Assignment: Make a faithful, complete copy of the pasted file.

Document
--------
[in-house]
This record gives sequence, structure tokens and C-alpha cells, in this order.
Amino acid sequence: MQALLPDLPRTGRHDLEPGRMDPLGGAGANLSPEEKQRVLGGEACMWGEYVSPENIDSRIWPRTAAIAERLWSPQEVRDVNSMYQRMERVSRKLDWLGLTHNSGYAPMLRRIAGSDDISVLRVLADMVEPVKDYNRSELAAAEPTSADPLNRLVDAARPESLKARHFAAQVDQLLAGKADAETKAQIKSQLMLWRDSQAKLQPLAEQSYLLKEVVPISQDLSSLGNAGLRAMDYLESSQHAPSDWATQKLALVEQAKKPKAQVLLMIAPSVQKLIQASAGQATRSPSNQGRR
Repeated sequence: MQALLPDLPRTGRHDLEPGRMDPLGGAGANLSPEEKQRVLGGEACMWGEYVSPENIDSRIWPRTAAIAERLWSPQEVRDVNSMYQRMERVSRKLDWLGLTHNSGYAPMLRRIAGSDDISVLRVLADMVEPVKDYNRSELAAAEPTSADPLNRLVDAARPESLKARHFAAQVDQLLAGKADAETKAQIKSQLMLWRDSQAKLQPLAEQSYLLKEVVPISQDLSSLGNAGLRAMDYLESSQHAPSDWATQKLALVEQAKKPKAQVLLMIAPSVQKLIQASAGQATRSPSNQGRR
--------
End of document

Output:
[in-house]
This record gives sequence, structure tokens and C-alpha cells, in this order.
Amino acid sequence: MQALLPDLPRTGRHDLEPGRMDPLGGAGANLSPEEKQRVLGGEACMWGEYVSPENIDSRIWPRTAAIAERLWSPQEVRDVNSMYQRMERVSRKLDWLGLTHNSGYAPMLRRIAGSDDISVLRVLADMVEPVKDYNRSELAAAEPTSADPLNRLVDAARPESLKARHFAAQVDQLLAGKADAETKAQIKSQLMLWRDSQAKLQPLAEQSYLLKEVVPISQDLSSLGNAGLRAMDYLESSQHAPSDWATQKLALVEQAKKPKAQVLLMIAPSVQKLIQASAGQATRSPSNQGRR
Repeated sequence: MQALLPDLPRTGRHDLEPGRMDPLGGAGANLSPEEKQRVLGGEACMWGEYVSPENIDSRIWPRTAAIAERLWSPQEVRDVNSMYQRMERVSRKLDWLGLTHNSGYAPMLRRIAGSDDISVLRVLADMVEPVKDYNRSELAAAEPTSADPLNRLVDAARPESLKARHFAAQVDQLLAGKADAETKAQIKSQLMLWRDSQAKLQPLAEQSYLLKEVVPISQDLSSLGNAGLRAMDYLESSQHAPSDWATQKLALVEQAKKPKAQVLLMIAPSVQKLIQASAGQATRSPSNQGRR